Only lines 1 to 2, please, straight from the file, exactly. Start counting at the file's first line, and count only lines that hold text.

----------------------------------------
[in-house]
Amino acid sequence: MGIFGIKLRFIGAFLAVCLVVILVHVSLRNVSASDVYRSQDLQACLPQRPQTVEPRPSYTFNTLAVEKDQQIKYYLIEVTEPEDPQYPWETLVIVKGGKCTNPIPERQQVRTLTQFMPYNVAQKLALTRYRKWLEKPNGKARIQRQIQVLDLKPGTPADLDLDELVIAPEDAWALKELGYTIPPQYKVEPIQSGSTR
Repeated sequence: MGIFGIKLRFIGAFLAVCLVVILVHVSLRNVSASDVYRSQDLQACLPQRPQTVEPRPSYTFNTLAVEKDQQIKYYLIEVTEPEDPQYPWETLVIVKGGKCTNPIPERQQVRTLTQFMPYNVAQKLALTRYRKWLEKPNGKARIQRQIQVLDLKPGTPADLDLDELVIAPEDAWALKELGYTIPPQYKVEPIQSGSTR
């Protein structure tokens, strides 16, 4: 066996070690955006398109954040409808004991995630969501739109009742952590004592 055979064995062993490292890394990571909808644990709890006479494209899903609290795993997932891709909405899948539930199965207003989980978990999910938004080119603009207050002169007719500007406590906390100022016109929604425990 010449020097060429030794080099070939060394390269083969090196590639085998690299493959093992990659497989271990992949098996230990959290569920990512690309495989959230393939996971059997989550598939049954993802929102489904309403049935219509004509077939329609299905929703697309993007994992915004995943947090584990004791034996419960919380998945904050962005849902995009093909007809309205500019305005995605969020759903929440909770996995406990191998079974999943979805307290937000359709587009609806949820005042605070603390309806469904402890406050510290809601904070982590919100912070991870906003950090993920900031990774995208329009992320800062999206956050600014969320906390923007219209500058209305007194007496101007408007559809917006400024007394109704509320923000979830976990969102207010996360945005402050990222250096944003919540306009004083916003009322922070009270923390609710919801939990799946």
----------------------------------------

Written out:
[in-house]
Amino acid sequence: MGIFGIKLRFIGAFLAVCLVVILVHVSLRNVSASDVYRSQDLQACLPQRPQTVEPRPSYTFNTLAVEKDQQIKYYLIEVTEPEDPQYPWETLVIVKGGKCTNPIPERQQVRTLTQFMPYNVAQKLALTRYRKWLEKPNGKARIQRQIQVLDLKPGTPADLDLDELVIAPEDAWALKELGYTIPPQYKVEPIQSGSTR